Arius: Heresy and Tradition
Arius is widely considered to be Rowan Williams's magnum opus. Long out of print and never before available in paperback, it has been newly revised. This expanded and updated edition marks a major publishing event.
Arianism has been called the "archetypal Christian heresy" because it denies the divinity of Christ. In his masterly examination of Arianism, Rowan Williams argues that Arius himself was actually a dedicated theological conservative whose concern was to defend the free and personal character of the Christian God. His "heresy" grew out of an attempt to unite traditional biblical language with radical philosophical ideas and techniques and was, from the start, involved with issues of authority in the church. Thus, the crisis of the early fourth century was not only about the doctrine of God but also about the relations between emperors, bishops, and "charismatic" teachers in the church's decision-making. In the course of his discussion, Williams raises the vital wider questions of how heresy is defined and how certain kinds of traditionalism transform themselves into heresy.
Augmented with a new appendix in which Williams interacts with significant scholarship since 1987, this book provides fascinating reading for anyone interested in church history and the development of Christian doctrine.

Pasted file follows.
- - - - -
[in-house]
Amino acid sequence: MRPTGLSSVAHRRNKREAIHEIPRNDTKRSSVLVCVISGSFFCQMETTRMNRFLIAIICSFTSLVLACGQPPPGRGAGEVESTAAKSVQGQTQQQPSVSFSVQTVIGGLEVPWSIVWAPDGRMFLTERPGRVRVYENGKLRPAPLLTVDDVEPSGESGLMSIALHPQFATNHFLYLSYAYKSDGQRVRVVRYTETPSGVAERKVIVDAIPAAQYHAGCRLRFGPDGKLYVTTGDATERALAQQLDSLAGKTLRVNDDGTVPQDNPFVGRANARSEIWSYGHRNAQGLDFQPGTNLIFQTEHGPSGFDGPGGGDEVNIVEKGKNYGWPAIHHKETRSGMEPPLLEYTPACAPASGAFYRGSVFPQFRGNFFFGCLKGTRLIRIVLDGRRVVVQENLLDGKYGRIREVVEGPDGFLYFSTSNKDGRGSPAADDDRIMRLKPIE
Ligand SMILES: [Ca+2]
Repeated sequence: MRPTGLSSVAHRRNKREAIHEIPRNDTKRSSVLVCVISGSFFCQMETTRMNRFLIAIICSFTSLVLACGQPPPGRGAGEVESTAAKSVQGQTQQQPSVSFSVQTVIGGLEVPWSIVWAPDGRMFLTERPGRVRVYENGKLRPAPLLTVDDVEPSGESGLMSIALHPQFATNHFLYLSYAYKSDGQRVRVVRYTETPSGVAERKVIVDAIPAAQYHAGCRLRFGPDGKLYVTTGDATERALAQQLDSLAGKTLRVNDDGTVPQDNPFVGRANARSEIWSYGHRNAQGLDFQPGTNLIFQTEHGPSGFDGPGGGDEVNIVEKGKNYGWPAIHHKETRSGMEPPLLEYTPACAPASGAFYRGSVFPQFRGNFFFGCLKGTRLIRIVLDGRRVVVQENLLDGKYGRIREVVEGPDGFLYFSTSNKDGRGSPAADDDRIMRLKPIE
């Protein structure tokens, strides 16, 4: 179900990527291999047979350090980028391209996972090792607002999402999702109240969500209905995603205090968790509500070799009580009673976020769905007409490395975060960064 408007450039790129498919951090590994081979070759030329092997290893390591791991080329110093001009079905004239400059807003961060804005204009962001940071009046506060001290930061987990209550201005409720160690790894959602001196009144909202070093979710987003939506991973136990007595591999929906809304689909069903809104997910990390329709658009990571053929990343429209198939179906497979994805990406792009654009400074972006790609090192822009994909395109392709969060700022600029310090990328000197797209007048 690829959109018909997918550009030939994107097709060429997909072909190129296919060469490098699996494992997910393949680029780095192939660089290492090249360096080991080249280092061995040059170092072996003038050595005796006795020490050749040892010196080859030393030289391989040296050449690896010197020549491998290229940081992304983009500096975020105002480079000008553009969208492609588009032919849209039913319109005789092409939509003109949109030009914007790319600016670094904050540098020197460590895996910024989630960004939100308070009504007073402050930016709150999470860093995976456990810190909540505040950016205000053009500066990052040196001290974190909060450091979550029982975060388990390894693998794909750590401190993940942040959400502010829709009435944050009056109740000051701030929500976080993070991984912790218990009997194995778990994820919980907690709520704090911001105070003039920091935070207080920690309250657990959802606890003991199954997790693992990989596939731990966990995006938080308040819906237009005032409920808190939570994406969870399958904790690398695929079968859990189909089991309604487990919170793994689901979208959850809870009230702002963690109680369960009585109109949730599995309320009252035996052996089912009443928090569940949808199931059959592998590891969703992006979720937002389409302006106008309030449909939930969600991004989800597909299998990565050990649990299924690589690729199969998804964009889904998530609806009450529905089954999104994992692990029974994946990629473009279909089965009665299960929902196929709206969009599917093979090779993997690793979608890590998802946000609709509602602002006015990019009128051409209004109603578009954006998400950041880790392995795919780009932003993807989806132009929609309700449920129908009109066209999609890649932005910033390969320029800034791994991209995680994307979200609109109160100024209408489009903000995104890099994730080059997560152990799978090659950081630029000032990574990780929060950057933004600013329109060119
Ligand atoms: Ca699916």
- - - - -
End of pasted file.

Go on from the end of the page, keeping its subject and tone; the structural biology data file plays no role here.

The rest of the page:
What people are saying - Write a review
We haven't found any reviews in the usual places.
according active Alexander Alexandria already appears argues argument Arian Arius Arms Athanasius authority become beginning believe bishops called Catholic century Christ Christian Church clear Clement comes concern continuity controversy created creation creature critical described Dionysius discussion distinct divine doctrine earlier early episcopal eternal Eusebius evidence existence expressions fact faith Father fragments further give God's human Ibid idea implies intelligible interpretation issue Jesus kind language later least less letter Logos material matter means mentioned mind nature Nicaea Nicene noted Opitz Origen participation particular passage perhaps period Philo philosophical possible present principle probably problem question rational reading reality reference relation remains represents Scripture seems seen sense shared Son's speak Spirit substance suggests supporters synod teaching Thalia theology things thought tradition understanding unity whole Wisdom
Page 5 - And so of the present perils, with which our branch of the Church is beset, as they bear a marked resemblance to those of the fourth century, so are the lessons, which we gain from that ancient time, especially cheering and edifying to Christians of the present day. Then as now, there was the prospect, and partly the presence in the Church, of an Heretical Power enthralling it, exerting a varied influence and a usurped claim in the appointment of her functionaries, and interfering with the management...
Page 5 - ... of Arianism, we may rejoice in the piety, prudence, and varied graces of our spiritual rulers, and may rest in the confidence that, should the hand of Satan press us sore, our Athanasius and Basil will be given us in their destined season, ' to break the bonds of the oppressor, and set the captive free.